Flyers

On his own time, Oskar Lindblom puts himself right there with Flyers

On his own time, Oskar Lindblom puts himself right there with Flyers

VOORHEES, N.J. — Oskar Lindblom would take 10 minutes out of his own time and hit the ice early before practice. In Sweden, there was no high-level skating whiz to seek out on staff.
 
Actually, there was no skating coach period.
 
"Do your own thing and try to be better every day," Lindblom said. "That's the only thing you can do.
 
"You have to put yourself into it."
 
And so he did.
 
It's what makes the fifth-round pick's ascension that more grandiose. Lindblom is no longer a raw wonder with skating deficiencies. Those 10 minutes have added up into a refined and rising prospect, attracting Flyers fans in bunches last weekend.
 
Everyone knows Lindblom now.
 
"We picked Oskar, he went back to Europe, nobody even talks about him," Flyers general manager Ron Hextall said Friday at development camp. "What does he do? He just gets better and better and better."
 
Lindblom's climb has nearly reached the Flyers. The 6-foot-2, 192-pound winger signed his entry-level contract in May and turns 21 in August. He earned 2016-17 Swedish Hockey League Forward of the Year honors playing for Brynäs IF. Over 52 regular-season games, Lindblom accumulated 47 points on 22 goals and 25 assists, then added 14 points (four goals, 10 assists) in 20 playoff games.
 
How in the world did all that slip to the fifth round of the 2014 draft?
 
"Oskar going into his draft year, he was thought to be a first-round pick, maybe top-15 pick that year," Hextall said. "He didn't have a great year, some things didn't go his way, whatever, you look back and these kids are really young.
 
"Some of these kids make a lot of progress in a couple years and I think Oskar is one of those guys. His skating, you look at certain players, they don't have a great stride and their skating can certainly get better, but there's a bit of ceiling there. With Oskar, it was more of a strength issue and that's what's come on with him. It's been a couple of years, he's gotten a lot stronger and you can just tell when you see him out on the ice there."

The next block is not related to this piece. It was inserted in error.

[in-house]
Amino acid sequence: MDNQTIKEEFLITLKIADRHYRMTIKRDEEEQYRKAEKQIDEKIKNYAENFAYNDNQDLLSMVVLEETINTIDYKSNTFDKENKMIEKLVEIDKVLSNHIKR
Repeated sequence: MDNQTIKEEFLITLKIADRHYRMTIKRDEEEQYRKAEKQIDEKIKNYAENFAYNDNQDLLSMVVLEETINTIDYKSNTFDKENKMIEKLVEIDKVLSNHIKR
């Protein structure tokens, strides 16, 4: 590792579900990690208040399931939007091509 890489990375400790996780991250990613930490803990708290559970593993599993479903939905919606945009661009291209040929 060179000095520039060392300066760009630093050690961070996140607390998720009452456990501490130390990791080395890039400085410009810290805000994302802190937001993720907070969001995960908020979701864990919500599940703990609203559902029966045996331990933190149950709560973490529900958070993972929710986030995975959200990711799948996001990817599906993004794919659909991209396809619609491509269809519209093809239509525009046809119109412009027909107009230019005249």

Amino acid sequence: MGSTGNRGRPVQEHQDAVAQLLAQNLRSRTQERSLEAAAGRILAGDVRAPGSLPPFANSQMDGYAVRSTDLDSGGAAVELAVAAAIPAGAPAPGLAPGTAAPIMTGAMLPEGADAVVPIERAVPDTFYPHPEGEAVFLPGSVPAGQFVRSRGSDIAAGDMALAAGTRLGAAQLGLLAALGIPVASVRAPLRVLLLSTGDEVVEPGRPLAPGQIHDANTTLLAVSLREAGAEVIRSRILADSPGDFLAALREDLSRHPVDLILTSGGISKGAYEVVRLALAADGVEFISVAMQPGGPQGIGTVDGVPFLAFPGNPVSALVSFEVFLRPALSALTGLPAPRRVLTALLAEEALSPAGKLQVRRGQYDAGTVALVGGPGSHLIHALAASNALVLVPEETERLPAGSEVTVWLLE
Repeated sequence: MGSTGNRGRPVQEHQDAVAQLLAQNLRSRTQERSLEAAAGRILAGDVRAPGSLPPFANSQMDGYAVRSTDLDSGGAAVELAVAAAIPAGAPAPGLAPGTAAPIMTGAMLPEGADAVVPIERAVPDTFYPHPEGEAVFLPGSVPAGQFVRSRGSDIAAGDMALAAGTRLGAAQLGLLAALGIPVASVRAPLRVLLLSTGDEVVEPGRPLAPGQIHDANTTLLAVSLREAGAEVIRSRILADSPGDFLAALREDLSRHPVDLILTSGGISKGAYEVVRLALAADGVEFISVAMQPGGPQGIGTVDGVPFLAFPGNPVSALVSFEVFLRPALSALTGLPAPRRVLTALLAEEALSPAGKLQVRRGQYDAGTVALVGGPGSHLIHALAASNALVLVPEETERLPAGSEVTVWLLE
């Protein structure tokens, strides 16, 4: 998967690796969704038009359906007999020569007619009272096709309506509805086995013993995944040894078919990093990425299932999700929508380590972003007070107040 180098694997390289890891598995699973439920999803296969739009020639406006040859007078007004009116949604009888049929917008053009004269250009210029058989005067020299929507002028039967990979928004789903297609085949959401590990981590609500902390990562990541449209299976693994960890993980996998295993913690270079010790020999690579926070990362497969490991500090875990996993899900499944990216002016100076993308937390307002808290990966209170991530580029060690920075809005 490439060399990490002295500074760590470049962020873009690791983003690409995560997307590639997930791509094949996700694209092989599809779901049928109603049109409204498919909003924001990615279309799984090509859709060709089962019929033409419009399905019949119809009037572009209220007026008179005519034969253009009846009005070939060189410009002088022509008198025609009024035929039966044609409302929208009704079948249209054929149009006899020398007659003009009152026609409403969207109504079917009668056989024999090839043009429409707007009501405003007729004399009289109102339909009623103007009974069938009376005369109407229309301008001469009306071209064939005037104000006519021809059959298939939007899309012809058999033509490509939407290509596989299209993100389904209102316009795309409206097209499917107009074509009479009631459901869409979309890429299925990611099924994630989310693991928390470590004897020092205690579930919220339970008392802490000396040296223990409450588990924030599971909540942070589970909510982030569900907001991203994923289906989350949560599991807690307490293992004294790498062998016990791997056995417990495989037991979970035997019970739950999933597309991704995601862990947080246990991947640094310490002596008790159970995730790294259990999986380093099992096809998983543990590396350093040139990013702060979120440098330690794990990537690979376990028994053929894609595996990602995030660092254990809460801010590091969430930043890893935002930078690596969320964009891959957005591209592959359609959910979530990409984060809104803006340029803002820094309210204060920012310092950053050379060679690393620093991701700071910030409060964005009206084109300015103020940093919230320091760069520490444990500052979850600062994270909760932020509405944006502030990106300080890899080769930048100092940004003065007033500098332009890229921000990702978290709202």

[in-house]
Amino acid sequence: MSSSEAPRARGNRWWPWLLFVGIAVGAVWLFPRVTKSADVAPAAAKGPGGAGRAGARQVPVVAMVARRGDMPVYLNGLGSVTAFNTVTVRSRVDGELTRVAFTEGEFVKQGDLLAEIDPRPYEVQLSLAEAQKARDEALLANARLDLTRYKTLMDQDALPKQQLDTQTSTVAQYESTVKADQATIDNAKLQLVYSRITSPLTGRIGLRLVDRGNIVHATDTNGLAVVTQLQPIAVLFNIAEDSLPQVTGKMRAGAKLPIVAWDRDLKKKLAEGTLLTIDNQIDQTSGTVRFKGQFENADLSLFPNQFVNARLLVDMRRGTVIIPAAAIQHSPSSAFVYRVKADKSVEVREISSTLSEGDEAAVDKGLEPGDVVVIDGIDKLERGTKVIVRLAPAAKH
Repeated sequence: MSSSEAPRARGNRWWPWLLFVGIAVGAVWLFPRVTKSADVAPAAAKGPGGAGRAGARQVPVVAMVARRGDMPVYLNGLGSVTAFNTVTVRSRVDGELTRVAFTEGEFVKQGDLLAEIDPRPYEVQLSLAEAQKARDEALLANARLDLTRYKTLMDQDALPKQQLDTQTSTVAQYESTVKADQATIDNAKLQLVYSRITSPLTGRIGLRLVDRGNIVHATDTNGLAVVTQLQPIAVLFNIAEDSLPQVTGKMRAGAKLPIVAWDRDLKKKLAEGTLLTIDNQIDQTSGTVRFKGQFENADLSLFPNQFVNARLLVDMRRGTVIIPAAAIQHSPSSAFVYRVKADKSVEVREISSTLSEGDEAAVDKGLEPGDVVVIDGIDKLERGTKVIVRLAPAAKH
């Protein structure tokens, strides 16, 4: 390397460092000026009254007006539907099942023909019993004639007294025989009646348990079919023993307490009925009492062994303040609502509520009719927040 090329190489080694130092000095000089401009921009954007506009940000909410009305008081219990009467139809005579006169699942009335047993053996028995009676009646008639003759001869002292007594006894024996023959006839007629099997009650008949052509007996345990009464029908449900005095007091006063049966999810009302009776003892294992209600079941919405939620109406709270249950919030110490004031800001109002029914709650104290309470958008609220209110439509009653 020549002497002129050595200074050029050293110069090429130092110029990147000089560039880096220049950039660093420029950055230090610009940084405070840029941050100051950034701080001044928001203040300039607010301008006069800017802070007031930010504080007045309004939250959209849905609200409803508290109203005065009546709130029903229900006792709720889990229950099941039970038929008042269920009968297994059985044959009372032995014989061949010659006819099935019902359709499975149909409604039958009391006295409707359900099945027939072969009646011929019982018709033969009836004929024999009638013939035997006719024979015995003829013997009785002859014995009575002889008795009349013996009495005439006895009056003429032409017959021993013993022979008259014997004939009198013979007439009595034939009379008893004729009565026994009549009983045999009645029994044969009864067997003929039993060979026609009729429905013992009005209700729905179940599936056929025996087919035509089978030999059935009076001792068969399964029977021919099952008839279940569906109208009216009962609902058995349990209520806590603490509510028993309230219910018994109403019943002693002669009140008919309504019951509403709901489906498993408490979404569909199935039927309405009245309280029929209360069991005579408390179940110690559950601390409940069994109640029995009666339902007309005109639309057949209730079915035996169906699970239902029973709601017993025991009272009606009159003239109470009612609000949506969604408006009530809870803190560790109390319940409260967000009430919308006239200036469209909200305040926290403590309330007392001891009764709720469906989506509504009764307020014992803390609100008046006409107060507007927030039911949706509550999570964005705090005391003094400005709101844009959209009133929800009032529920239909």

Not many would have predicted this, though. Lindblom, a humbled youngster from Sweden with long blonde hair, even surprised himself last season.
 
"A little bit," he said. "I just wanted to be a leading guy on our team, but I didn't think I was going to score that much or have that many points. The longer the season got, I got more confident in my play. It felt good."
 
So how did Lindblom develop so vastly? For one, it's come from his own motivation. He knew he had to become stronger, and he has. He knew his skating had to improve, so he worked on it. His hands had to be better, and now they are.
 
A lot of the credit goes to Lindblom.
 
"Take the hat off to the kid, too, because he put a lot of work in," Hextall said. "When you improve that much, he put a lot of work in."
 
Secondly, Lindblom embodies the importance of development camp. He valued the instruction from NHL coaches and implemented what he learned moving forward.
 
A significant influence in Lindblom's development has been Flyers skating coach Slava Kouznetsov.
 
"We've got some drills over here from Slava," Lindblom said. "Try to do small stuff like in the gym. Just the small stuff to do to get better — that's what you need to do.
 
"My legs are much stronger now and my technique has been a little better. Those two things I think have been most important."
 
If Hextall had a development camp manual, Lindblom would be in it.
 
"We have Slava here — he's instructed to give things to take home," Hextall said. "And if they work on those every day, even if it's only five minutes, I guarantee you over the course of the year, they'll get better. Oskar's a great example."
 
Lindblom said his plans are to head home following development camp and then return in mid-August "just to get ready and get comfortable." With the Flyers in need of scoring, specifically production from the wing, Lindblom has become the organization's most anticipated prospect not named Nolan Patrick. He'll be in September's training camp with more than a fighter's chance to win a roster spot.
 
"He had a real good year last year and he's certainly put himself on the map for everybody, but he still has to come in and get it done," Hextall said. "He has to prove he makes us a better team."